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James H. Devotie Papers, 1839-1908

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Biographical Sketch

James H. DeVotie was born in Oneida County, New York, September 24, 1813. He was baptized December 4, 1831, at Savannah, Ga. The First Baptist Church of Savannah licensed him to preach the gospel on October 21, 1832. Immediately feeling the call to preach, DeVotie moved to the High Hills of Santee in South Carolina to study at the Furman Theological Institute and supplied the pulpit at nearby Camden. Following what he later described as an “unfortunate misunderstanding” with members of the faculty, DeVotie left the school after eighteen months. Nonetheless, in March 1833, he was ordained at Camden by Jesse Hartwell, D.D. and Joseph B. Cook, D.D. and assumed the pastorate of the church.

By September 1834, DeVotie was in Montgomery, Alabama, initially preaching two Sundays each month at the Baptist church and later every Sabbath. He found himself at odds with his congregation over a number of issues, including his marriage to a non-Baptist, Margaret Christian Noble, who was condemned for being too “devoted to fashion.” This, along with DeVotie’s Yankee brashness and youthful fervor, led to his dismissal in May 1835. Discouraged, he decided to quit the ministry, but the Rev. Alva Woods, president of the University of Alabama, persuaded DeVotie to accept the pulpit at First Baptist, Tuscaloosa, where he remained four years. He then served as the pastor of Siloam Baptist Church in Marion, Alabama from 1840 to 1854. He also served as the minister of Hopewell Baptist Church near Marion from 1854 to 1855. DeVotie was a co-founder of Howard College in Marion, which later became Samford University near Birmingham. He served as the President of its Board of Trustees for two years and as a regular trustee for fifteen years. He also served on the Board of Trustees of Mercer University in Macon, Georgia for twenty-two years. Additionally, he served as the President of the Board of Trustees of the Columbus Public Schools.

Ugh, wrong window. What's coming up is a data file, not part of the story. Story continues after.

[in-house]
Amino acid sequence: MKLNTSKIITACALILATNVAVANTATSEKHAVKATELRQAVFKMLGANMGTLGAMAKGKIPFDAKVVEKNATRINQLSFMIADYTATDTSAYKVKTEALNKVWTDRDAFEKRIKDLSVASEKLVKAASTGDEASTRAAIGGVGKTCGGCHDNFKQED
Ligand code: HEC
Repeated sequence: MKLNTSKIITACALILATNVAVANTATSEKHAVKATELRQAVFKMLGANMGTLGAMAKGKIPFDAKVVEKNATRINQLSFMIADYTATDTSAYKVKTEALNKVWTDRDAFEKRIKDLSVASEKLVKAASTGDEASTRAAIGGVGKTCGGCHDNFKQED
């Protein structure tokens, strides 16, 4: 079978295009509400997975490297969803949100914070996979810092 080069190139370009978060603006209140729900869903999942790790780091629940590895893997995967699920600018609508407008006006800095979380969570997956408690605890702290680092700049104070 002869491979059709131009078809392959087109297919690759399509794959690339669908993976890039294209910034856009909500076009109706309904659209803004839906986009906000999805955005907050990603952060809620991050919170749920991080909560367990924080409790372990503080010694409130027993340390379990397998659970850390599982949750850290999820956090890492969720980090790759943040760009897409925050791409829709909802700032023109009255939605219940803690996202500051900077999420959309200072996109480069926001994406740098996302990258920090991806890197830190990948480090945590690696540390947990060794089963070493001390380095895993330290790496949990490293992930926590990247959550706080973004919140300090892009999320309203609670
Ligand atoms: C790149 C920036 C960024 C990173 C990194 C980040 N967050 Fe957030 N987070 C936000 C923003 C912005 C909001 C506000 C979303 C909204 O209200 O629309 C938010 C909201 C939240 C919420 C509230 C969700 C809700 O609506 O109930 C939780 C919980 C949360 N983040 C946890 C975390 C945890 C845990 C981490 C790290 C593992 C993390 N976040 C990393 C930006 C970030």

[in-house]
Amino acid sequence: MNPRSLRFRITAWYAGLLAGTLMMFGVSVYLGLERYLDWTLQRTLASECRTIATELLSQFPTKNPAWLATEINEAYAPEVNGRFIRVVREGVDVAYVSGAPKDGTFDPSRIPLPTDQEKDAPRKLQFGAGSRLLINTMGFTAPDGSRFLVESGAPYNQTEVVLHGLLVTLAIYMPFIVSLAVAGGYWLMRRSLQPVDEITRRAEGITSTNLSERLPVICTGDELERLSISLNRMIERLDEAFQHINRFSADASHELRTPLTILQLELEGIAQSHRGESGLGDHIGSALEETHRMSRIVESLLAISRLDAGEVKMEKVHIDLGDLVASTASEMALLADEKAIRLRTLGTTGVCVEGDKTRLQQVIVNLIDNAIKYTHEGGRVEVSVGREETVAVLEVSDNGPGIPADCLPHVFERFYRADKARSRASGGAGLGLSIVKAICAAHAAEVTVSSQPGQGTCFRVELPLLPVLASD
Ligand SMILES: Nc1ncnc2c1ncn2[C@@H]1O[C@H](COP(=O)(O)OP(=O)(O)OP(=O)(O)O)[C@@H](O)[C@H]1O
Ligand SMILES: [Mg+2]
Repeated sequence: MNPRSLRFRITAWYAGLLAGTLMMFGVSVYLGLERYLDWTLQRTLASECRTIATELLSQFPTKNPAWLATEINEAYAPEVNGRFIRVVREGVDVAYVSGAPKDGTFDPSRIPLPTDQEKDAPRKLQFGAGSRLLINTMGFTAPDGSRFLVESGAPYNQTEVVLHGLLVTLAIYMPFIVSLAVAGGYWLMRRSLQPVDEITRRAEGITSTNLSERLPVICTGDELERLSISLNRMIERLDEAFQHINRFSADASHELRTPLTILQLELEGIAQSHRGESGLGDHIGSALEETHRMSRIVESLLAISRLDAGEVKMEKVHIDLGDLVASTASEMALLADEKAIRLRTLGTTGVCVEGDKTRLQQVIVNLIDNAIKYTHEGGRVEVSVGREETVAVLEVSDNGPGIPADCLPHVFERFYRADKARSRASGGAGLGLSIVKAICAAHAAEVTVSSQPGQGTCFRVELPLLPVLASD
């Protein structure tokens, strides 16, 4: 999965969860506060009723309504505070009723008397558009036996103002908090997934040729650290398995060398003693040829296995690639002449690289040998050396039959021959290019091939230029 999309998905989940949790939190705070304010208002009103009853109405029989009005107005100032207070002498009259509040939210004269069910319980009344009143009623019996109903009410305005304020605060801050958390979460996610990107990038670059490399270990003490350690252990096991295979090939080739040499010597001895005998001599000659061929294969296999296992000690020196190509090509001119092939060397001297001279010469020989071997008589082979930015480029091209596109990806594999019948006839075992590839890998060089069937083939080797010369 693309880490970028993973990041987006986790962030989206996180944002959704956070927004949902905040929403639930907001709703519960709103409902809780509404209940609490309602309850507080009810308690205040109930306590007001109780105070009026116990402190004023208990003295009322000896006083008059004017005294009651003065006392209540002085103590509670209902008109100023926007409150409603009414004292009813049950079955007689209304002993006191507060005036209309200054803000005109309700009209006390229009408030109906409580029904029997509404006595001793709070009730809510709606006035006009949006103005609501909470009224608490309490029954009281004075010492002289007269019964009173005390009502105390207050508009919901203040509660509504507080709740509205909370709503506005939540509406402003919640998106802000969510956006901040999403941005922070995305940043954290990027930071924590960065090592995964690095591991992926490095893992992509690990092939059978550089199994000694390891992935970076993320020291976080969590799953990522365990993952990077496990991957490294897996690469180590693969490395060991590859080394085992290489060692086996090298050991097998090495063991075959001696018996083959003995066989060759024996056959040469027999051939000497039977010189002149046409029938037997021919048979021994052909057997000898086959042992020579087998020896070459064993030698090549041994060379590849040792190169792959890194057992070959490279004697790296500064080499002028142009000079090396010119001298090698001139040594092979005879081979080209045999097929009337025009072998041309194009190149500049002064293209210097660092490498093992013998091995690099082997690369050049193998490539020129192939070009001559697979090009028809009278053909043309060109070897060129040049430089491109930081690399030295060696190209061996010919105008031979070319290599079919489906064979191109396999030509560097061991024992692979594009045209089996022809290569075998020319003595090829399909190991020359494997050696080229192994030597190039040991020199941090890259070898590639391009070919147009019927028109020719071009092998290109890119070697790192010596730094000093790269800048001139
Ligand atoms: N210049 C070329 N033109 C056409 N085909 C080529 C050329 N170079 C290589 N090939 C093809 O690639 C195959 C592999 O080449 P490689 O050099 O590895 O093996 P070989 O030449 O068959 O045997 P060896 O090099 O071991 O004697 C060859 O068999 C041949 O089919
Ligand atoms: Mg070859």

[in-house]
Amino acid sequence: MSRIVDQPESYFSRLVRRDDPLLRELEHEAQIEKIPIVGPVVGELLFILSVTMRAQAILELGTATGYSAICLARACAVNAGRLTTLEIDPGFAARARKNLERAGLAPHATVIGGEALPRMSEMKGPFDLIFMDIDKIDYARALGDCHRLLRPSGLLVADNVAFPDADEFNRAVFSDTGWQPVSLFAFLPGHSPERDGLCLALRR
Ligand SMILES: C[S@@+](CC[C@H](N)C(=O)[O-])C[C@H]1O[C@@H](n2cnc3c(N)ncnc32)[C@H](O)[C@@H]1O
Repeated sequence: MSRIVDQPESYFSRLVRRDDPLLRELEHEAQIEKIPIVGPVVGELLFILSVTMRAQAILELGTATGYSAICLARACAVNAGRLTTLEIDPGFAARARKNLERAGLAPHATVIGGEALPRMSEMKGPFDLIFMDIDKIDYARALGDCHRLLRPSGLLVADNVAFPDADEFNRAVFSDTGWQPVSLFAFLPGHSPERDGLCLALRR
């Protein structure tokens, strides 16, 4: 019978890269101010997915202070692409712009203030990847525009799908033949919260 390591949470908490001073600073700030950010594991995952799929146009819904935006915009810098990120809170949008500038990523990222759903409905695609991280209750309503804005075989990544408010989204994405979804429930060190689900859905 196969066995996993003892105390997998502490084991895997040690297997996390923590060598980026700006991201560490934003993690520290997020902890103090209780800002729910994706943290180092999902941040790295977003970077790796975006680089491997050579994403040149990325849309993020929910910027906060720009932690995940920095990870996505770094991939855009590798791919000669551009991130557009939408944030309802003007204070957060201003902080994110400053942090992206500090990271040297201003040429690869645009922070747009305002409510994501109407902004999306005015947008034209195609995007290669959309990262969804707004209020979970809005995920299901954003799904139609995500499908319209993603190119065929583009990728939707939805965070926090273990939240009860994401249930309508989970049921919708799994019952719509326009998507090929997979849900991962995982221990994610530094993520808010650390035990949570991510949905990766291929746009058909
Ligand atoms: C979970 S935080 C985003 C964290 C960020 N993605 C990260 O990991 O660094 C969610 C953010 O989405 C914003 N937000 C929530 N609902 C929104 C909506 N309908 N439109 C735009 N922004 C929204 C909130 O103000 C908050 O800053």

DeVotie became pastor of First Baptist Church, Columbus, Georgia, in 1856. During his tenure in Columbus, and later at the Baptist church in Griffin (1870-1877), DeVotie emerged as one of the most important leaders in the Georgia Baptist Convention. He served at the First Baptist Church of Columbus, Georgia from 1856 to 1870.

DeVotie was the founder of the Alabama Baptist Bible Society and served as its President from 1836 to 1856. He was also a co-founder of The Alabama Baptist in 1836. He served as the Secretary of the Domestic and Indian Mission Board of the Southern Baptist Convention from 1855 to 1856. During the American Civil War of 1861-1865, DeVotie served as a chaplain in the Confederate States Army to the Second Regiment of Georgia Volunteers. After a brief service as chaplain of the Second Regiment of Georgia Volunteers in the Confederate Army, he returned to his pastorate and throughout the war collected and administered relief funds. In 1877, he served on the Home Mission Board and later the Georgia Baptist State Mission Board of the Southern Baptist Convention. In this latter role, he attempted to convert former slaves to the Baptist faith.

DeVotie married first Margaret Christian Noble (1808-1872). In 1873, he married Georgiana Lucia (Pyron) Amoss (1841-1933). DeVotie was the father of fifteen children, only one of whom survived him. He died in Griffin, Georgia on February 16, 1891.